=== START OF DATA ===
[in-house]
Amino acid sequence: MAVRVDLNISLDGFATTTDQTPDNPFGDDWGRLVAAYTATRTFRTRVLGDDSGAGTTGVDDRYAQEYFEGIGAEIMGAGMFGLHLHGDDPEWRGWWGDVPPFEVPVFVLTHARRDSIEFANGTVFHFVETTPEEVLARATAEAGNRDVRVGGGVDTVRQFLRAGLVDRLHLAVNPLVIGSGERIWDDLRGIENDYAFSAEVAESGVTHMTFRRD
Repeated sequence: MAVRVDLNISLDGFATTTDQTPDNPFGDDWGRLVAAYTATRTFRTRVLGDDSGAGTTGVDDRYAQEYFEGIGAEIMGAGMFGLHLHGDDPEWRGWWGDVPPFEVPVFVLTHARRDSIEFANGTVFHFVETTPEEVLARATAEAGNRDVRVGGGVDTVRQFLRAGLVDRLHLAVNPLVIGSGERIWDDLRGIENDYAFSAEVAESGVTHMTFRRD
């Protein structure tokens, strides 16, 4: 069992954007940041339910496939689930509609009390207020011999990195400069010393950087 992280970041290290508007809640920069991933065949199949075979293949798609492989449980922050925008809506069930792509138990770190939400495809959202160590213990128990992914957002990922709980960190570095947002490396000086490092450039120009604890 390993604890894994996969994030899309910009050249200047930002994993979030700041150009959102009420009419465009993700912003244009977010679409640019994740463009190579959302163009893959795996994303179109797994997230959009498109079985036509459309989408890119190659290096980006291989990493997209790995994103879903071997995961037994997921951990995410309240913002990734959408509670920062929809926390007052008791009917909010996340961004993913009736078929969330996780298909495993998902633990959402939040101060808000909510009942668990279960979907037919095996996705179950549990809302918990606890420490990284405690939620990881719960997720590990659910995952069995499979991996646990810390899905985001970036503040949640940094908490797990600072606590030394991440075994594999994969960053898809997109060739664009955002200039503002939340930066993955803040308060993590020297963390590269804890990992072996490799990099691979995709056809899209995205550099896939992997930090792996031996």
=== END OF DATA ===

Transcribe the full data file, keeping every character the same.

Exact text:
[in-house]
Amino acid sequence: MAVRVDLNISLDGFATTTDQTPDNPFGDDWGRLVAAYTATRTFRTRVLGDDSGAGTTGVDDRYAQEYFEGIGAEIMGAGMFGLHLHGDDPEWRGWWGDVPPFEVPVFVLTHARRDSIEFANGTVFHFVETTPEEVLARATAEAGNRDVRVGGGVDTVRQFLRAGLVDRLHLAVNPLVIGSGERIWDDLRGIENDYAFSAEVAESGVTHMTFRRD
Repeated sequence: MAVRVDLNISLDGFATTTDQTPDNPFGDDWGRLVAAYTATRTFRTRVLGDDSGAGTTGVDDRYAQEYFEGIGAEIMGAGMFGLHLHGDDPEWRGWWGDVPPFEVPVFVLTHARRDSIEFANGTVFHFVETTPEEVLARATAEAGNRDVRVGGGVDTVRQFLRAGLVDRLHLAVNPLVIGSGERIWDDLRGIENDYAFSAEVAESGVTHMTFRRD
């Protein structure tokens, strides 16, 4: 069992954007940041339910496939689930509609009390207020011999990195400069010393950087 992280970041290290508007809640920069991933065949199949075979293949798609492989449980922050925008809506069930792509138990770190939400495809959202160590213990128990992914957002990922709980960190570095947002490396000086490092450039120009604890 390993604890894994996969994030899309910009050249200047930002994993979030700041150009959102009420009419465009993700912003244009977010679409640019994740463009190579959302163009893959795996994303179109797994997230959009498109079985036509459309989408890119190659290096980006291989990493997209790995994103879903071997995961037994997921951990995410309240913002990734959408509670920062929809926390007052008791009917909010996340961004993913009736078929969330996780298909495993998902633990959402939040101060808000909510009942668990279960979907037919095996996705179950549990809302918990606890420490990284405690939620990881719960997720590990659910995952069995499979991996646990810390899905985001970036503040949640940094908490797990600072606590030394991440075994594999994969960053898809997109060739664009955002200039503002939340930066993955803040308060993590020297963390590269804890990992072996490799990099691979995709056809899209995205550099896939992997930090792996031996």